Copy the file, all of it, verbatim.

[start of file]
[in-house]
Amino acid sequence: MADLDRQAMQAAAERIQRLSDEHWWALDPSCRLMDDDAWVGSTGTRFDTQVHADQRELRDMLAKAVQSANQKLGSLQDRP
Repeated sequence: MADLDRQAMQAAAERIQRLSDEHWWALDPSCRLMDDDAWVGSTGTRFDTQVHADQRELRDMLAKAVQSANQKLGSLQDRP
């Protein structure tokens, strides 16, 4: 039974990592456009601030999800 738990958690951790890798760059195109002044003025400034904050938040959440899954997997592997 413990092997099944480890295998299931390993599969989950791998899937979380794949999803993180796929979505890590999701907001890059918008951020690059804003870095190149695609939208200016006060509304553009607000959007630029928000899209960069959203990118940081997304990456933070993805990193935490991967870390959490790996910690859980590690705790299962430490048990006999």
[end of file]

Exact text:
[in-house]
Amino acid sequence: MADLDRQAMQAAAERIQRLSDEHWWALDPSCRLMDDDAWVGSTGTRFDTQVHADQRELRDMLAKAVQSANQKLGSLQDRP
Repeated sequence: MADLDRQAMQAAAERIQRLSDEHWWALDPSCRLMDDDAWVGSTGTRFDTQVHADQRELRDMLAKAVQSANQKLGSLQDRP
């Protein structure tokens, strides 16, 4: 039974990592456009601030999800 738990958690951790890798760059195109002044003025400034904050938040959440899954997997592997 413990092997099944480890295998299931390993599969989950791998899937979380794949999803993180796929979505890590999701907001890059918008951020690059804003870095190149695609939208200016006060509304553009607000959007630029928000899209960069959203990118940081997304990456933070993805990193935490991967870390959490790996910690859980590690705790299962430490048990006999």